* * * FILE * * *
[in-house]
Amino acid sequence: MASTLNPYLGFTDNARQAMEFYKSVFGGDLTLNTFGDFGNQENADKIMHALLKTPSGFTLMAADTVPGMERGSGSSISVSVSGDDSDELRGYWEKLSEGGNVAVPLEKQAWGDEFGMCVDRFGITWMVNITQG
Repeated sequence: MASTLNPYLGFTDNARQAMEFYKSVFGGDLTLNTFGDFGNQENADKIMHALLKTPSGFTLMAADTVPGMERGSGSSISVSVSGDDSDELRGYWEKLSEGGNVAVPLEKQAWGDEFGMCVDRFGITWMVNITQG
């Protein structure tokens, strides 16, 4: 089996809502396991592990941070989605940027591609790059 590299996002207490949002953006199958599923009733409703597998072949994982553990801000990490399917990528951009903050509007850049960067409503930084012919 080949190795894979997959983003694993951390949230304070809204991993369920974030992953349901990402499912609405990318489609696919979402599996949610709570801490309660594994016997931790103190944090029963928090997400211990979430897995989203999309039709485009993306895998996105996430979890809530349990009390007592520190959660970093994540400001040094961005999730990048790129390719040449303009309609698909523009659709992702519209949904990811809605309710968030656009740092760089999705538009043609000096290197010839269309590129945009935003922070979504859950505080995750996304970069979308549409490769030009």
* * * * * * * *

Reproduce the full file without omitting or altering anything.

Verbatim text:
[in-house]
Amino acid sequence: MASTLNPYLGFTDNARQAMEFYKSVFGGDLTLNTFGDFGNQENADKIMHALLKTPSGFTLMAADTVPGMERGSGSSISVSVSGDDSDELRGYWEKLSEGGNVAVPLEKQAWGDEFGMCVDRFGITWMVNITQG
Repeated sequence: MASTLNPYLGFTDNARQAMEFYKSVFGGDLTLNTFGDFGNQENADKIMHALLKTPSGFTLMAADTVPGMERGSGSSISVSVSGDDSDELRGYWEKLSEGGNVAVPLEKQAWGDEFGMCVDRFGITWMVNITQG
């Protein structure tokens, strides 16, 4: 089996809502396991592990941070989605940027591609790059 590299996002207490949002953006199958599923009733409703597998072949994982553990801000990490399917990528951009903050509007850049960067409503930084012919 080949190795894979997959983003694993951390949230304070809204991993369920974030992953349901990402499912609405990318489609696919979402599996949610709570801490309660594994016997931790103190944090029963928090997400211990979430897995989203999309039709485009993306895998996105996430979890809530349990009390007592520190959660970093994540400001040094961005999730990048790129390719040449303009309609698909523009659709992702519209949904990811809605309710968030656009740092760089999705538009043609000096290197010839269309590129945009935003922070979504859950505080995750996304970069979308549409490769030009």